Bodkins said it was his involvement at TA that led him to pursue his degree. “As my jobs have changed over the last couple of years and I have had more and more contact with the corporate-level employees, I noticed that there was a bit of a communication issue that needed to be addressed. When the bosses asked me why I had decided to go back to school at this point, I explained that I needed to learn to speak their language. Everyone thought it was quite the clever joke, but it was the truth. There is a vast difference between the corporate world and the shop, and I think that taking what I am learning now and immediately using it to better understand the new environment I find myself in is the most exciting part of it.”
For Bodkins, receiving the scholarship from the truckstop industry makes it more meaningful. “I have spent a large part of my life trying to help keep the truckers out there safe as well as the other motorists,” he said. “It is good to have the industry that I have loved give some of that love back.”
Daryll Carlson is entering her freshman year at Stanford University and plans to study environmental science. Carlson’s father is a maintenance manager at the Sacramento 49er Travel Plaza, where he has worked for the past 10 years. “This is very meaningful to me, as my dad works in the travel plaza industry so it is a big part of his life. Not only does this mean a lot to me, but also to him,” Carlson said.
Carlson said that the scholarship will make paying for college much easier and that it was an honor to receive the award. “It means a great deal to know that my hard work has paid off in this way,” she said.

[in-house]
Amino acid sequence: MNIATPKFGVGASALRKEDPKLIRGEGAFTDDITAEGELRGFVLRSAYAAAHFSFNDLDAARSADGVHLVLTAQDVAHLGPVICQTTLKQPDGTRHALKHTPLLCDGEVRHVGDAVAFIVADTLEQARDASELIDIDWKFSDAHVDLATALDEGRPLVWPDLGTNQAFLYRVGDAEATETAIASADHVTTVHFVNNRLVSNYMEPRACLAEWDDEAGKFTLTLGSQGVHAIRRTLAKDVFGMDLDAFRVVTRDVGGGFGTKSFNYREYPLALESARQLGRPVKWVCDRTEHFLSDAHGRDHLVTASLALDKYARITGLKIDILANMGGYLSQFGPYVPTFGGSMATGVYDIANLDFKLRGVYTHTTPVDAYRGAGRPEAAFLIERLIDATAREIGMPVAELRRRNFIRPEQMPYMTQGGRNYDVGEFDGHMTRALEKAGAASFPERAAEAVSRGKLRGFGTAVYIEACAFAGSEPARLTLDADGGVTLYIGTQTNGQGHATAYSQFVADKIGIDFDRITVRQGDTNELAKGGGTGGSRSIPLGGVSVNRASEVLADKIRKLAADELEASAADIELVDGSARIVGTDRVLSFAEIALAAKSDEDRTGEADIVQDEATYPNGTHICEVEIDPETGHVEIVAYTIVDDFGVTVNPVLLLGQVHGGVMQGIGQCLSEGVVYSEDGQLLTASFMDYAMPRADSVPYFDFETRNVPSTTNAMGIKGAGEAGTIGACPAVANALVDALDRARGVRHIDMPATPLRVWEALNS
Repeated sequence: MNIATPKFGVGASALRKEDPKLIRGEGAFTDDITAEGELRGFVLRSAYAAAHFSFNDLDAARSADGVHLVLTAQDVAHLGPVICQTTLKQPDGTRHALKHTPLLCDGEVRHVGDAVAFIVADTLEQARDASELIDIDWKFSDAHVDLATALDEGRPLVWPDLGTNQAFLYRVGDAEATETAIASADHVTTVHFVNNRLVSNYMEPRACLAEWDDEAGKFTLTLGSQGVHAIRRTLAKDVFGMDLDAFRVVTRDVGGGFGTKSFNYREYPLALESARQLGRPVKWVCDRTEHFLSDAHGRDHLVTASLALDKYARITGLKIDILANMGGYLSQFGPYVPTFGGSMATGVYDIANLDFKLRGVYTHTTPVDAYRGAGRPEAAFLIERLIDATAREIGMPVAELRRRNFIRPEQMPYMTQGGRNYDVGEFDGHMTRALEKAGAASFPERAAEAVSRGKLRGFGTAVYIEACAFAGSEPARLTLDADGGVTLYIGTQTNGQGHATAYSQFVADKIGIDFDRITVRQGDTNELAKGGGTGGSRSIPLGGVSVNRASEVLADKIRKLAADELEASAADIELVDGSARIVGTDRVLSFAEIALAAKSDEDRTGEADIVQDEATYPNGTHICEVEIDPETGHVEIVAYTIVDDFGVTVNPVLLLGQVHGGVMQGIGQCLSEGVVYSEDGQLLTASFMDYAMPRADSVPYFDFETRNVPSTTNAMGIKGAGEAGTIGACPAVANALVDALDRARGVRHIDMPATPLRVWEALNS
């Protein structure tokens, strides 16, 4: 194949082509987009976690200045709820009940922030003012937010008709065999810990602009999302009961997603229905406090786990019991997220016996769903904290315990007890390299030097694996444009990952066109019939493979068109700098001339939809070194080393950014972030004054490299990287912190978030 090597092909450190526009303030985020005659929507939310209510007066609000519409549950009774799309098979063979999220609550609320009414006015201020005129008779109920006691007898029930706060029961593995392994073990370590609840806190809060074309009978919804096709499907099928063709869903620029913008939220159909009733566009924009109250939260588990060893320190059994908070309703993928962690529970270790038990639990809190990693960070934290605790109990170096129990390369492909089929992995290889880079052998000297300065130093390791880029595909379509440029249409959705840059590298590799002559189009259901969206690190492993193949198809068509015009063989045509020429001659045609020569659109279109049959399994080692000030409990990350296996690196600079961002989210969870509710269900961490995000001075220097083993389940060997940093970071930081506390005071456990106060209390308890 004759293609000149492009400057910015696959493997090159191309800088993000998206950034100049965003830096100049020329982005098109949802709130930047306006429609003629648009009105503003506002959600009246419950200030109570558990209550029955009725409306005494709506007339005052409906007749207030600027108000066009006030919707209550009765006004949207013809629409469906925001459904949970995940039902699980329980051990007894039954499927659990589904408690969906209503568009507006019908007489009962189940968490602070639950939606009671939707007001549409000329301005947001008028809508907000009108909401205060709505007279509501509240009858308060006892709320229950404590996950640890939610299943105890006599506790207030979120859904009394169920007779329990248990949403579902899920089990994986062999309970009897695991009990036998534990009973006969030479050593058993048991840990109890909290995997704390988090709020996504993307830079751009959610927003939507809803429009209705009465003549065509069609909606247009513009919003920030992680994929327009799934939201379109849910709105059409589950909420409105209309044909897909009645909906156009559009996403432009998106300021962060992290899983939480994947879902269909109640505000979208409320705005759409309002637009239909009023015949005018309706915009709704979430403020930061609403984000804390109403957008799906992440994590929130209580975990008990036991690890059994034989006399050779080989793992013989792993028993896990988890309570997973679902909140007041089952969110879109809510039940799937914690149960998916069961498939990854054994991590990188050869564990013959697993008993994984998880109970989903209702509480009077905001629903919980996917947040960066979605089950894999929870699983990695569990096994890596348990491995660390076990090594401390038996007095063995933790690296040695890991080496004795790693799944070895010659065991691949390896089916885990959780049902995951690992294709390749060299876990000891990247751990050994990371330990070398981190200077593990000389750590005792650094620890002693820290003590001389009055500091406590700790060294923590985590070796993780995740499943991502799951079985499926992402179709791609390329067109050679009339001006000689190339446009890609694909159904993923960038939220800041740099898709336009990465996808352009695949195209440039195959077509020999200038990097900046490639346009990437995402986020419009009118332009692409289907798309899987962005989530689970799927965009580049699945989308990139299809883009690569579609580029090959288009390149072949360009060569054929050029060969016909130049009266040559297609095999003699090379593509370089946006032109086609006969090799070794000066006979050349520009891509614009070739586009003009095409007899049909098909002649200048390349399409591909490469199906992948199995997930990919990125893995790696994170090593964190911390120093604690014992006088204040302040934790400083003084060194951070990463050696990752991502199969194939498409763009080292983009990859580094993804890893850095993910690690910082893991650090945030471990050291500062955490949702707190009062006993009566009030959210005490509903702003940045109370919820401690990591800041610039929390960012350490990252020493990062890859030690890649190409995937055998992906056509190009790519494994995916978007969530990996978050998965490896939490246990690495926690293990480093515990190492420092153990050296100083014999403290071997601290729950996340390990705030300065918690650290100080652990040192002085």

While at Stanford, Carlson said she is excited to meet new people with diverse cultures and backgrounds and to explore academic interests in a way she couldn’t in high school. “It is exciting knowing how much I will be able to learn and grow over these next four years,” she said.
Parth Detroia is entering his freshman year at Cornell University. He plans to study economics andbusiness and pursue a career in strategy consulting. Detroia's mother has worked at the Wendy’s at the Pilot Travel Center in Knoxville, Tenn., for the past nine years.
Detroia said he appreciates that the truckstop and travel plaza industry is investing in students. “There are not many industries willing to put their money where their mouth is in helping employees and employees’ families obtain a solid education. I will never forget my roots and will definitely consider the travel plaza sector for my intended strategy consulting career,” he said.